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The Last Hacker : He Called Himself Dark Dante. His Compulsion Led Him to Secret Files and, Eventually, the Bar of Justice

September 12, 1993|Jonathan Littman | Jonathan Littman is the author of "Once Upon a Time in Computerland." Cyberpunks can reach him on the Internet at

Today is the day!" squealed disc jockey Rick Dees. "This is song number one, 'Escapade,' by Janet Jackson. If it is followed by 'Love Shack' by the B-52's and 'Kiss' by Prince, you could be caller number 102 and win a brand new $50,000 Porsche!"

KIIS-FM called it "Win a Porsche by Friday": eight Porsches--about $400,000 worth of steel, leather and status--given away, one a week. You could hardly live or work in Los Angeles without being caught up in the frenzy. It seemed that the gleaming, candy-red convertibles were plastered on nearly every billboard and bus in town. Listeners were glued to KIIS, hoping to make the 102nd call after Dees spun the third song in the magical series.

Housewives, businessmen, students and contest freaks jammed the lines with their car phones and auto-dialers. They all had hopes, but one 24-year-old high school dropout had a plan. America's most wanted hacker and his associates sat by their computers and waited. On the morning of June 1, 1990, KIIS played "Escapade," "Love Shack" and then, yes, "Kiss." "We blew out the phone lines," every line was ringing, says Karen Tobin, the station's promotional director. "We picked up the calls and counted."

The hacker was counting, too. At the precise moment Prince's "Kiss" hit the air, he seized control of the station's 25 phone lines, blocking out all calls but his own. Then the man, who identified himself as Michael B. Peters, calmly dialed the 102nd call and won a Porsche 944 S2.

It was child's play. Especially for Kevin Lee Poulsen. Computer hacking had once seemed an innocent obsession to Poulsen, a native of Pasadena, but now it was his life, and it had taken him over the line. This October, Poulsen will face the first of two trials, one in San Jose and another in Los Angeles, that federal prosecutors say are critical to the government. Because of the seriousness of his alleged breaches of national security, they intend to use the cases as an example to the hacker underground.

As a teen-ager, Poulsen had burrowed deep into the giant switching networks of Pacific Bell, exploring and exploiting nearly every element of its powerful computers, from the common systems responsible for creating, changing and maintaining phone service to the shadow systems that guard secrets of national security, according to accusations in a federal indictment. The U.S. attorney in San Jose says that Poulsen had wiretapped the intimate phone calls of a Hollywood starlet, allegedly conspired to steal classified military orders, and reportedly uncovered unpublished telephone numbers for the Soviet Consulate in San Francisco.

That much the federal government knew even before charging him in the KIIS scam. And evidence was emerging that the hacker had the capacity to compromise undercover wiretaps and front businesses of the FBI itself.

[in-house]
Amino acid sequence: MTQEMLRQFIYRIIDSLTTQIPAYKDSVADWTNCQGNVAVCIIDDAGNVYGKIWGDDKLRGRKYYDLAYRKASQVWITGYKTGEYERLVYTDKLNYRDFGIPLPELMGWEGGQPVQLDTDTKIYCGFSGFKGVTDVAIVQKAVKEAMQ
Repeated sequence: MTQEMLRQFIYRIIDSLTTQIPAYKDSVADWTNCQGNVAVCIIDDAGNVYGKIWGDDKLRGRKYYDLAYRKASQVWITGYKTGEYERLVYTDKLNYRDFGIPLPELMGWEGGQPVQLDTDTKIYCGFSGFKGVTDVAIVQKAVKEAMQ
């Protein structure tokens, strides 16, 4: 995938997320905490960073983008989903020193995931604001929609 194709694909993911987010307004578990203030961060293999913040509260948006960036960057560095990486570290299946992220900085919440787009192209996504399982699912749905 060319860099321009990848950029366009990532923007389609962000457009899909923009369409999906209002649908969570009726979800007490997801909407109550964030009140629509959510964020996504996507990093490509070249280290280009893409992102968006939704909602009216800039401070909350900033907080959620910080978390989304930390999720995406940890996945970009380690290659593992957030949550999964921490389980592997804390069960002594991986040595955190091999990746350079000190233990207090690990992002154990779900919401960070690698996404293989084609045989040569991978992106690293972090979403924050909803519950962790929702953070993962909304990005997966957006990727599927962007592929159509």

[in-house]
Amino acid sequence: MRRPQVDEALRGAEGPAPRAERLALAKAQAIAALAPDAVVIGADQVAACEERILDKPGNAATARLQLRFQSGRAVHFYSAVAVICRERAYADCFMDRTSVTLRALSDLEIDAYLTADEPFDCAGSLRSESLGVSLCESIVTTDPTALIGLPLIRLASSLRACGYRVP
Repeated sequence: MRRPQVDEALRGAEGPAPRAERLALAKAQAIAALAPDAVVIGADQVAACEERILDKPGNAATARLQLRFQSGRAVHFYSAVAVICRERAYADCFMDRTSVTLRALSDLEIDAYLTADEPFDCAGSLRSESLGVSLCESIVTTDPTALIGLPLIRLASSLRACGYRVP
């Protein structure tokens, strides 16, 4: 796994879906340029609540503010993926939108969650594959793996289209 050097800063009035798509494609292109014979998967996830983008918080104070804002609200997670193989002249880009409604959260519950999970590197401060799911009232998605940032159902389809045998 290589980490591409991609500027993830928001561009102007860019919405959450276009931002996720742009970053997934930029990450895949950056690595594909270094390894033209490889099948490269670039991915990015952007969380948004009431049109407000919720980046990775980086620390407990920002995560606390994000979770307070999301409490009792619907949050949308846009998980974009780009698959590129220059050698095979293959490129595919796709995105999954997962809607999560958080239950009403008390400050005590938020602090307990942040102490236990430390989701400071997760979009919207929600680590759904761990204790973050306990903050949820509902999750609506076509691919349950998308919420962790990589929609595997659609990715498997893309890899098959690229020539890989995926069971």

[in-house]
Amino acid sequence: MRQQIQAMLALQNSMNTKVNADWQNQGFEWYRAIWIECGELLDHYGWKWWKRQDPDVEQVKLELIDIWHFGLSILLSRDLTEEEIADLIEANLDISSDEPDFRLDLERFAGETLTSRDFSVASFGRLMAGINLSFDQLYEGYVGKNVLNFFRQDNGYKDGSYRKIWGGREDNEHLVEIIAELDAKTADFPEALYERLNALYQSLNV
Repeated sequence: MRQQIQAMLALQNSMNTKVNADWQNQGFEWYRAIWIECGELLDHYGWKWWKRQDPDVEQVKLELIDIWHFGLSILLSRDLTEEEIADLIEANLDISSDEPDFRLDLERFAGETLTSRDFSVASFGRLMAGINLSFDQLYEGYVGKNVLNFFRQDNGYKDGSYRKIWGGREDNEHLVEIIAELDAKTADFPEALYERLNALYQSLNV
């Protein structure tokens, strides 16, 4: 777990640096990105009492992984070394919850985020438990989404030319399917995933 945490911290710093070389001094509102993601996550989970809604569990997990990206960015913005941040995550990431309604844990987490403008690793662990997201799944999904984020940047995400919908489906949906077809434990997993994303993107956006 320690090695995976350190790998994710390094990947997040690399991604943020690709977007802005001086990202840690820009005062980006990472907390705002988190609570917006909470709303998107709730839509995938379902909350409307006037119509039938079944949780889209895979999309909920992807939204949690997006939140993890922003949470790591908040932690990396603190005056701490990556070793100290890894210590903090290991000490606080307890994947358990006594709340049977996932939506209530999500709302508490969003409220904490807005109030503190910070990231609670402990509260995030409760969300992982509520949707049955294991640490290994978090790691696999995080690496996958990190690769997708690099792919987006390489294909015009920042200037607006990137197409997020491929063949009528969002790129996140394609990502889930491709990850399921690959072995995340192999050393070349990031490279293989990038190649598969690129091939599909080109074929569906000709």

Even as Poulsen honed his craft, the computer subculture he belonged to was spreading its electronic roots. Hackers were evolving into cyberpunks: a hybrid of cybernetics, the science of machines controlling brain and body, and common punks. Coined by science-fiction master William Gibson, the word signified the emergence of a new, rebel culture tripping on high-tech tools and thumbing its nose at the system. There was a time when hacker meant nothing more than joy riding a computer or phone system out of curiosity. But Poulsen, accused of cracking systems for profit and power, gave the word a new and notorious definition.

To many admirers, Kevin Poulsen was simply a particularly uppity cyberpunk creatively "surfing the edges" of the cyberspace envelope and unjustly receiving the wrath of the Data Cops. Poulsen, his supporters said, was the True Disciple of the first commandment of cyberpunk: "Information wants to be free," and, like his predecessors, he bent the limits imposed by Ma Bell and the law.

To the feds, that image didn't match reality. Kevin Poulsen's obsessive assaults on the hidden secrets of computers took him further than any hacker had gone before. Poulsen was proof of the dark side of cyberspace, and the authorities made him one of the first hackers to be charged with espionage. Cyberspace was put on notice. Indicted in November, 1989, by a San Jose federal grand jury on charges of penetrating government and phone company computers, Poulsen faces charges that could land him 37 years in jail. And the 19-count Los Angeles indictment accuses him of conspiracy, fraud, wiretapping and money laundering in connection with the KIIS scam. "Kevin didn't just defraud radio stations, compromise Pacific Bell and listen to other people's conversations," says Assistant U.S. Atty. David Schindler, referring to the second case, in Los Angeles. "He compromised law enforcement operations and systems which have a tremendous risk. That's something we take very seriously."

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